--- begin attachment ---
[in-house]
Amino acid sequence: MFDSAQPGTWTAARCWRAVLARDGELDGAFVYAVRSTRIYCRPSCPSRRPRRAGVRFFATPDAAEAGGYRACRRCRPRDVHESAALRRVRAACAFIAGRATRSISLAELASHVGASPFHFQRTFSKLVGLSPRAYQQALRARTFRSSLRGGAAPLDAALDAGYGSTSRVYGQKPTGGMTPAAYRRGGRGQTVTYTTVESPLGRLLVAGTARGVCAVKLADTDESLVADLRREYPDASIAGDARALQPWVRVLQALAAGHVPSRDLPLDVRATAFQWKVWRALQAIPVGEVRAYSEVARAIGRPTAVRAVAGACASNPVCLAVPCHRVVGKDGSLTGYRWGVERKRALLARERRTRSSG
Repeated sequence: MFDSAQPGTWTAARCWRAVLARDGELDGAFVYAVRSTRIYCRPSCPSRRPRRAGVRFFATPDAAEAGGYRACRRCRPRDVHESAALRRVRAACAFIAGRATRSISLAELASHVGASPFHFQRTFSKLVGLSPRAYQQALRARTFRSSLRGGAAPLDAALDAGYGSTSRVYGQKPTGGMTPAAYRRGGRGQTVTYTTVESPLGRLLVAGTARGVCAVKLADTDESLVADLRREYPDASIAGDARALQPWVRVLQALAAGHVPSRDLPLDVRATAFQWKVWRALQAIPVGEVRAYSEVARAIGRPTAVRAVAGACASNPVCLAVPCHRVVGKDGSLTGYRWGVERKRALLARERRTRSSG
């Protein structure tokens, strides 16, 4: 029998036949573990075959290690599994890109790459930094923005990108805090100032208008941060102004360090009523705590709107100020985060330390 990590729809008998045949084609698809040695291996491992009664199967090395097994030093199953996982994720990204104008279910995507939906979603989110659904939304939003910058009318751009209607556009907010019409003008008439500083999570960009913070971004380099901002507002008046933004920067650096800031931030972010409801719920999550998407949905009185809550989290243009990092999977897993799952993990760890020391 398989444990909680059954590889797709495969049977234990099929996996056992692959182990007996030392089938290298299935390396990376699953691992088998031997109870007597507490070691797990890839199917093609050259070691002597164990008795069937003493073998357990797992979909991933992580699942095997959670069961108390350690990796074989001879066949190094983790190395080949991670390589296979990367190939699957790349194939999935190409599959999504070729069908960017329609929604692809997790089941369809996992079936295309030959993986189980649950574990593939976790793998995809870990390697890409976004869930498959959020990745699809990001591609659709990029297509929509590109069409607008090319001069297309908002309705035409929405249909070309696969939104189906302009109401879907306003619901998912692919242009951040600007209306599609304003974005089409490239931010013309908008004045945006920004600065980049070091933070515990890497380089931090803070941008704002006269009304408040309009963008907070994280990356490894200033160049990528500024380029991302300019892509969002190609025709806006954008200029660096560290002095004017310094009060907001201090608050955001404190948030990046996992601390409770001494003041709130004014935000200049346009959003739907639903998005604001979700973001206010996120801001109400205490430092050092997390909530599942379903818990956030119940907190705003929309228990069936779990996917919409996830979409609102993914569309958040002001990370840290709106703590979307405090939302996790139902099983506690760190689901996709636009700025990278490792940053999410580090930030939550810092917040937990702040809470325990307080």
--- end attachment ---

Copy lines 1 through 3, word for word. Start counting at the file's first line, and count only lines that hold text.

[in-house]
Amino acid sequence: MFDSAQPGTWTAARCWRAVLARDGELDGAFVYAVRSTRIYCRPSCPSRRPRRAGVRFFATPDAAEAGGYRACRRCRPRDVHESAALRRVRAACAFIAGRATRSISLAELASHVGASPFHFQRTFSKLVGLSPRAYQQALRARTFRSSLRGGAAPLDAALDAGYGSTSRVYGQKPTGGMTPAAYRRGGRGQTVTYTTVESPLGRLLVAGTARGVCAVKLADTDESLVADLRREYPDASIAGDARALQPWVRVLQALAAGHVPSRDLPLDVRATAFQWKVWRALQAIPVGEVRAYSEVARAIGRPTAVRAVAGACASNPVCLAVPCHRVVGKDGSLTGYRWGVERKRALLARERRTRSSG
Repeated sequence: MFDSAQPGTWTAARCWRAVLARDGELDGAFVYAVRSTRIYCRPSCPSRRPRRAGVRFFATPDAAEAGGYRACRRCRPRDVHESAALRRVRAACAFIAGRATRSISLAELASHVGASPFHFQRTFSKLVGLSPRAYQQALRARTFRSSLRGGAAPLDAALDAGYGSTSRVYGQKPTGGMTPAAYRRGGRGQTVTYTTVESPLGRLLVAGTARGVCAVKLADTDESLVADLRREYPDASIAGDARALQPWVRVLQALAAGHVPSRDLPLDVRATAFQWKVWRALQAIPVGEVRAYSEVARAIGRPTAVRAVAGACASNPVCLAVPCHRVVGKDGSLTGYRWGVERKRALLARERRTRSSG